* Concern about U.S. tensions with Iran over nuclear deal
* Surging U.S. output looms over bullish market
* Brent up more than 5 pct in first three months of 2018 (Updates with comment, refreshes prices)
By Amanda Cooper
LONDON, March 27 (Reuters) - Oil hit $71 a barrel before retreating on Tuesday, supported by concern about possible disruption to Middle East supply but capped by fast rising global output and a dollar recovery.
Brent crude futures were up 18 cents at $70.30 by 1404 GMT, down from its brief high. West Texas Intermediate (WTI) futures slipped 6 cents to $65.49, after touching $66.41.
The dollar recovered from earlier lows, erasing some gains in oil, which had neared its highest since late January.
The oil price has risen more than 7 percent so far this month and by 5.3 percent in the first three months of 2018, putting it on track for a third consecutive quarterly gain, a move seen in late 2010.
Supply curbs by OPEC, Russia and their allies have helped push Brent above $70 this year for the second time since late 2014, but analysts said this strength may not persist long. “For oil, we expect the supply deficit of the past couple of quarters to give way to a surplus, driven largely by strong growth in U.S. tight oil supply,” Barclays Research analysts said in a note, a reference to U.S. shale production.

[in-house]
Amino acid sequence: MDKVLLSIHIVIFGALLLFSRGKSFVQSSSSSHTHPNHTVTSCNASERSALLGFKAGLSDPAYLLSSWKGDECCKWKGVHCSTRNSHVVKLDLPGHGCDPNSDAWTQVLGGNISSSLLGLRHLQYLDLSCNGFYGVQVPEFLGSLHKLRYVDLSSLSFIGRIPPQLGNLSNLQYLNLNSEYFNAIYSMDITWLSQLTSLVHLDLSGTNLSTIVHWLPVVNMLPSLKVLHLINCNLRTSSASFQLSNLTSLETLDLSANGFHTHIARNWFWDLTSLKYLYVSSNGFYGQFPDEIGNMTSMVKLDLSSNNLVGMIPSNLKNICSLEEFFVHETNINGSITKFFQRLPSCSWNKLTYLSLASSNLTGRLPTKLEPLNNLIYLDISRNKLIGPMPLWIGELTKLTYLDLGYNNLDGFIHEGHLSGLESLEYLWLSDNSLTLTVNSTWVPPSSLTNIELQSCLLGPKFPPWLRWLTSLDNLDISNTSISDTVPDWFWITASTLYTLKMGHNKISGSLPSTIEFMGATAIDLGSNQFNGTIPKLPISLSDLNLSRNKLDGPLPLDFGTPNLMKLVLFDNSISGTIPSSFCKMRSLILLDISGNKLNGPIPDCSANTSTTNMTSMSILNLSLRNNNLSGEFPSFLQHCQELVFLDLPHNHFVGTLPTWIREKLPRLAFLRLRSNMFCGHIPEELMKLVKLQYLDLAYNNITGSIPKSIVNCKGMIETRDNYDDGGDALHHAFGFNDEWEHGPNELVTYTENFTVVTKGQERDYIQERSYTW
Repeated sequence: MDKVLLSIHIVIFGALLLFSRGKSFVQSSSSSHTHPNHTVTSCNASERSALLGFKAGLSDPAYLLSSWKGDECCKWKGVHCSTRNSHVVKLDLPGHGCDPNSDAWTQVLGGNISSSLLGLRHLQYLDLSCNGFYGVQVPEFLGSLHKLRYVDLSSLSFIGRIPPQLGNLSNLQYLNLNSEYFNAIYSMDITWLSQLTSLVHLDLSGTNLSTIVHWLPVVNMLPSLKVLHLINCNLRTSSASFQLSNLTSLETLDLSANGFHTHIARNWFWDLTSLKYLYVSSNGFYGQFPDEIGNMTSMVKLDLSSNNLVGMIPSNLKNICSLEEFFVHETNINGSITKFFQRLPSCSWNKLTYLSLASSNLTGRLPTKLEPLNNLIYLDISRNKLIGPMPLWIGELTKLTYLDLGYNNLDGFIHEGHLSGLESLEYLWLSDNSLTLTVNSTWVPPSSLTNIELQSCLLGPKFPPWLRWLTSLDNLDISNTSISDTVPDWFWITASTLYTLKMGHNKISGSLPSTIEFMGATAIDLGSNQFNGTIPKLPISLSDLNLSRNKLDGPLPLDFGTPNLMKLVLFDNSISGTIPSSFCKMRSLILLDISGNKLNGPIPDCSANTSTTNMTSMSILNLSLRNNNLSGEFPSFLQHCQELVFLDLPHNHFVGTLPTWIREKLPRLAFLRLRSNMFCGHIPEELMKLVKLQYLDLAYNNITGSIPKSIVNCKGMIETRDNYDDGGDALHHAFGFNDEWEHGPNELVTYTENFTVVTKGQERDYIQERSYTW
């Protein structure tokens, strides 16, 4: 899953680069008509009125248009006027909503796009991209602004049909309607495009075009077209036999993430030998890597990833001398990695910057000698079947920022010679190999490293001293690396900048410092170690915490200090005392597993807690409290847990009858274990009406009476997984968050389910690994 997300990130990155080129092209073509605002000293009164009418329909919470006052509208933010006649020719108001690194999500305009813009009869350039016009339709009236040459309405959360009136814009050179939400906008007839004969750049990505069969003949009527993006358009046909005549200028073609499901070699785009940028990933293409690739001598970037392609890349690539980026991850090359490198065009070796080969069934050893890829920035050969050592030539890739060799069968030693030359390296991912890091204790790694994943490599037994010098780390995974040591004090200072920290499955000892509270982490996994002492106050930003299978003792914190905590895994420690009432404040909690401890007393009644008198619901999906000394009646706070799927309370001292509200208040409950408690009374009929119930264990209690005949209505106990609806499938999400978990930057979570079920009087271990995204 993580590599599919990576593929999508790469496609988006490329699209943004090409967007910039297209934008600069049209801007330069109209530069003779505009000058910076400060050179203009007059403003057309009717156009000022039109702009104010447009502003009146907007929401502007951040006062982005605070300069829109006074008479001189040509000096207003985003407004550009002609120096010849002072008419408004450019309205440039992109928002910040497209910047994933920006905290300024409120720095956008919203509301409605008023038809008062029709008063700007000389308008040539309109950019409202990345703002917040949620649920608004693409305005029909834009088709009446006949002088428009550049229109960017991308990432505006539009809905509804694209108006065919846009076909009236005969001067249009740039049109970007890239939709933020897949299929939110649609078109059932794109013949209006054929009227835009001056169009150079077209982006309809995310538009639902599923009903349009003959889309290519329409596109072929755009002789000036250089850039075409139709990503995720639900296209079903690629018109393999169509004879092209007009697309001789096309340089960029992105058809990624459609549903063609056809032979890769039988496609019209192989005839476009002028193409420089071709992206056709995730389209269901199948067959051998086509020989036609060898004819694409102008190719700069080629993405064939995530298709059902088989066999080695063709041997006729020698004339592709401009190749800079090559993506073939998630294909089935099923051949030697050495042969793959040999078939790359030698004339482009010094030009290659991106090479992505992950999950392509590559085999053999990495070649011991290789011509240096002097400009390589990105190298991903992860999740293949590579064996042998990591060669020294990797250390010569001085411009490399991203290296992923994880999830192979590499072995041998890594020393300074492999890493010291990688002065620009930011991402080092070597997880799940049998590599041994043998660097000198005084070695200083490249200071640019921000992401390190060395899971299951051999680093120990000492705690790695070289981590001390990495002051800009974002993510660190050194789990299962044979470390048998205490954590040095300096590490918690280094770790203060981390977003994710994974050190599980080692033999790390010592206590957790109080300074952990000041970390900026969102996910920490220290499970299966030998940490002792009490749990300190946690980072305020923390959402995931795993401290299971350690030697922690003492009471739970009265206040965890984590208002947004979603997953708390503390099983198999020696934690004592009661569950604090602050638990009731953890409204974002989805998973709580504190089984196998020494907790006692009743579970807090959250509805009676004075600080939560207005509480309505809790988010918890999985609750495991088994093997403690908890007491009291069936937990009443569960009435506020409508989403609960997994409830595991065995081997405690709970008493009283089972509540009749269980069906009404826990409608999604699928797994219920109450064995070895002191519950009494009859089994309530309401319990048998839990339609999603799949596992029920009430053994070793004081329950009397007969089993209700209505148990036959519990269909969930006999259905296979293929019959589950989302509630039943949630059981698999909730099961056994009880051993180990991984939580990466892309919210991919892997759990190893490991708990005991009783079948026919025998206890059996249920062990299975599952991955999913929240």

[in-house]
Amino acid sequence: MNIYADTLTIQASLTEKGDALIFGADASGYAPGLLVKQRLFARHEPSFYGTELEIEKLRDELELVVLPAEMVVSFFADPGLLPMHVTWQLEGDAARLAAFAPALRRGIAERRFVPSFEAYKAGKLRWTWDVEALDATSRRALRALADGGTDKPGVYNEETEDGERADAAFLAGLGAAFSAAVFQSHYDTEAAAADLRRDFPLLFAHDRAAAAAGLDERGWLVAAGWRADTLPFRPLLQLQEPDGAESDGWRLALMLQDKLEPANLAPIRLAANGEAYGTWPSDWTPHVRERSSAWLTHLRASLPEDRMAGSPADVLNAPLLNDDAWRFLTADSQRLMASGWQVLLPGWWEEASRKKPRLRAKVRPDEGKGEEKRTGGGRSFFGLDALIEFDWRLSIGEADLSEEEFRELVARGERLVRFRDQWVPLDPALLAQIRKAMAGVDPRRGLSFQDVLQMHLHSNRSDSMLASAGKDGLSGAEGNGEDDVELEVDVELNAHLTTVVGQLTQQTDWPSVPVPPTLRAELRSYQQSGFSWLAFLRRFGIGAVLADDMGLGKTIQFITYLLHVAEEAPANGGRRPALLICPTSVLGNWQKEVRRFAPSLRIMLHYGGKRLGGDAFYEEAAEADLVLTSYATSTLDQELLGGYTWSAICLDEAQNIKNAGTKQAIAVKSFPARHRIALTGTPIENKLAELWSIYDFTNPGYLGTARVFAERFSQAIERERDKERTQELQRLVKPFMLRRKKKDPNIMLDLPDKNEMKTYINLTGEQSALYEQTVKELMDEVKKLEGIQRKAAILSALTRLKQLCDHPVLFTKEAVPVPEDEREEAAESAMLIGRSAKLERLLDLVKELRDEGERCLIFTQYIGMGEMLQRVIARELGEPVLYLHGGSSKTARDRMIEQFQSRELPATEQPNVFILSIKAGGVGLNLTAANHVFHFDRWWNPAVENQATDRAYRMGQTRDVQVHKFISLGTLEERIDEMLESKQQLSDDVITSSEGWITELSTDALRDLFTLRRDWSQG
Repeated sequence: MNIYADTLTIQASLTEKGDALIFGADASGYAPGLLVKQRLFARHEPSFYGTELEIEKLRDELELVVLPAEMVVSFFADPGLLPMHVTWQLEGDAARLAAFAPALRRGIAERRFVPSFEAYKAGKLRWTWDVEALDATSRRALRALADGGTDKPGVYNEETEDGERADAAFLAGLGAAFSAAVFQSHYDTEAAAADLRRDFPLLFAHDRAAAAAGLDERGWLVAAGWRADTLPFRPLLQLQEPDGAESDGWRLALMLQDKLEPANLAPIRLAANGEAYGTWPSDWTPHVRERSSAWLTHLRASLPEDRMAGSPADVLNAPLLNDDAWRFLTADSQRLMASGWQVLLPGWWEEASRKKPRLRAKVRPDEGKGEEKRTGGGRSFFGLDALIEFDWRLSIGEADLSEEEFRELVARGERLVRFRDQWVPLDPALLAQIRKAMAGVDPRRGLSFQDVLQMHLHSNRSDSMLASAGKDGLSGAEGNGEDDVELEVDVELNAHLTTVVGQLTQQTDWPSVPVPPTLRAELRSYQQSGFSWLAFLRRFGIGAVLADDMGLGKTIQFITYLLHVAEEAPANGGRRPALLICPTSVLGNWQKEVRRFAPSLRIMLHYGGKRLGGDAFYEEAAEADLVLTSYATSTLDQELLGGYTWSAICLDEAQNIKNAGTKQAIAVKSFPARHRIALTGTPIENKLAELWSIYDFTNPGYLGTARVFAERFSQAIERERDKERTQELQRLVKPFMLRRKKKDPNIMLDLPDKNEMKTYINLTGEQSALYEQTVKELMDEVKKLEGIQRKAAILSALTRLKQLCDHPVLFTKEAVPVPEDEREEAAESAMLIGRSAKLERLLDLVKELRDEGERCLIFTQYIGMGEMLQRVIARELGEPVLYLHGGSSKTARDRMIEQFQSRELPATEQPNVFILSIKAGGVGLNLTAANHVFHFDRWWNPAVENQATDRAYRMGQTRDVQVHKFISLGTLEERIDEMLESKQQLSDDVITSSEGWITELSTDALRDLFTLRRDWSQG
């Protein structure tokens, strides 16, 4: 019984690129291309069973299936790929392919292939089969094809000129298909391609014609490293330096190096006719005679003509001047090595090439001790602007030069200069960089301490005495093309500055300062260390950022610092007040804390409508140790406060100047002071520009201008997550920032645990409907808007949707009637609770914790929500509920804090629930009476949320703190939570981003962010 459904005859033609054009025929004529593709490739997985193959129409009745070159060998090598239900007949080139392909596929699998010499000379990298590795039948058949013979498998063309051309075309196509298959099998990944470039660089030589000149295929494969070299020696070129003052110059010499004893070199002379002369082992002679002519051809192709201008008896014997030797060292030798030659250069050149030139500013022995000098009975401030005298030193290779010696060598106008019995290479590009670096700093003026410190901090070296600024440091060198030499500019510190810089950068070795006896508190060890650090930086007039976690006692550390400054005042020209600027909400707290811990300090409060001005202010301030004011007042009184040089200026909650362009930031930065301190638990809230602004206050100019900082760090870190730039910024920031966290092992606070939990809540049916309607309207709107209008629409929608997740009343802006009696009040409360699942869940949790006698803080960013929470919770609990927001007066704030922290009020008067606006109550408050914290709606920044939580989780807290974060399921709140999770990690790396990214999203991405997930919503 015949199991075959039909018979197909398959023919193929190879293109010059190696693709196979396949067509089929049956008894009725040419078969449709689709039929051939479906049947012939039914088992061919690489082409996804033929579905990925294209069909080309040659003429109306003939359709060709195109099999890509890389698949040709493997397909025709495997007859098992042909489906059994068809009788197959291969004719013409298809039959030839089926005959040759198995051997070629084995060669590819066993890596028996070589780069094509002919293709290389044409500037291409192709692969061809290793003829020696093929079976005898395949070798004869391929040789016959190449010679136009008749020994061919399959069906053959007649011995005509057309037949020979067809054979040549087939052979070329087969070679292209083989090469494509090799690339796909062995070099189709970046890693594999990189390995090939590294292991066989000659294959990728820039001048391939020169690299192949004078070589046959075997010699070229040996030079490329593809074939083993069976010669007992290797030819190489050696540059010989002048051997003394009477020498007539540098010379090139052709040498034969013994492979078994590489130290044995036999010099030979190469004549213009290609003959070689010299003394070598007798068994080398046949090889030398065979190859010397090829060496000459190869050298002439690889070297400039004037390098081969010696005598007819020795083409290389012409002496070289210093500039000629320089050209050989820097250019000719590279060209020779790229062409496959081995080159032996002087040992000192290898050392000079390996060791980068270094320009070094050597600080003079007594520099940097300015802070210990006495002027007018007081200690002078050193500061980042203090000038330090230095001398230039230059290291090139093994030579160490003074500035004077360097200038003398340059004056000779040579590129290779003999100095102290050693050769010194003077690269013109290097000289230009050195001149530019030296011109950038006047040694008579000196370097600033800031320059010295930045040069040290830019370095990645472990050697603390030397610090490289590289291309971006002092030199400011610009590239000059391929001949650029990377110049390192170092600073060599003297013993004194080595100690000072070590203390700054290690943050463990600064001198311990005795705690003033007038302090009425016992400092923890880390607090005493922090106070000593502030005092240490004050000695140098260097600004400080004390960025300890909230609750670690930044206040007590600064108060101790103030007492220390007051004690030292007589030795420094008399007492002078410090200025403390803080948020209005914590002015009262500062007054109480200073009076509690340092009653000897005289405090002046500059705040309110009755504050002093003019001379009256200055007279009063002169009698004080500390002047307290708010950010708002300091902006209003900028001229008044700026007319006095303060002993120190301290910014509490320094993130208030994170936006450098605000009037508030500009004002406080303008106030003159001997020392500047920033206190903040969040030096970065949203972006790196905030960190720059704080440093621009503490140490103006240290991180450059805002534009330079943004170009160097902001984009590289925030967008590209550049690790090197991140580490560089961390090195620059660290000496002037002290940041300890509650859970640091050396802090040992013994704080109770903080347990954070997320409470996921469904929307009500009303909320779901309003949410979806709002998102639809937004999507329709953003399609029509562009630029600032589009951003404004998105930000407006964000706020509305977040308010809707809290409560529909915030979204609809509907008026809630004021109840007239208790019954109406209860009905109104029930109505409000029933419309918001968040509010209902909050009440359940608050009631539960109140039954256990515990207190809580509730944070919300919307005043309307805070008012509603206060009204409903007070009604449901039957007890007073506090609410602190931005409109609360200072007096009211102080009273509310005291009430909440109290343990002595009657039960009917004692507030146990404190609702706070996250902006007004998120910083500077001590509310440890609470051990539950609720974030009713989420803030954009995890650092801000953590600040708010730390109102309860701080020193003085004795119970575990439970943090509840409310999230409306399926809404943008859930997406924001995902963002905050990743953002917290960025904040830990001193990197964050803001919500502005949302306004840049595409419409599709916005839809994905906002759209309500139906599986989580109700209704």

“Supply risks in Venezuela and Iran may perk up the patient, but we do not expect them to change the market balance significantly,” they wrote.
The Organization of the Petroleum Exporting Countries, Russia and others began their supply curbs in January 2017. The deal is due to expire at the end of 2018.
Saudi Crown Prince Mohammed bin Salman told Reuters that OPEC and Russia were working on a long-term deal to cooperate on oil supply curbs that could extend controls over supplies by major exporters for years to come.
Geopolitical factors have also offered support. The United States has threatened to withdraw from a nuclear deal that Iran signed with Washington and other world powers in 2015, setting a deadline of May and raising the possibility of sanctions on Tehran that could hinder oil exports.
But supplies from non-OPEC nations, especially the United States, are growing, which could prevent the market tipping into deficit, analysts said.
“The recent rally in oil prices might have taken some by surprise as the underlying fundamental picture does not justify Brent being close to $70 a barrel. This view is based on the simple fact that non-OPEC oil supply growth will trump the increase in global oil demand this year,” PVM Oil Associates analyst Tamas Varga said.
U.S. output has grown by nearly 25 percent in under two years to above 10 million barrels per day C-OUT-T-EIA.
Additional reporting by Henning Gloystein in Singapore Editing by Adrian Croft and Edmund Blair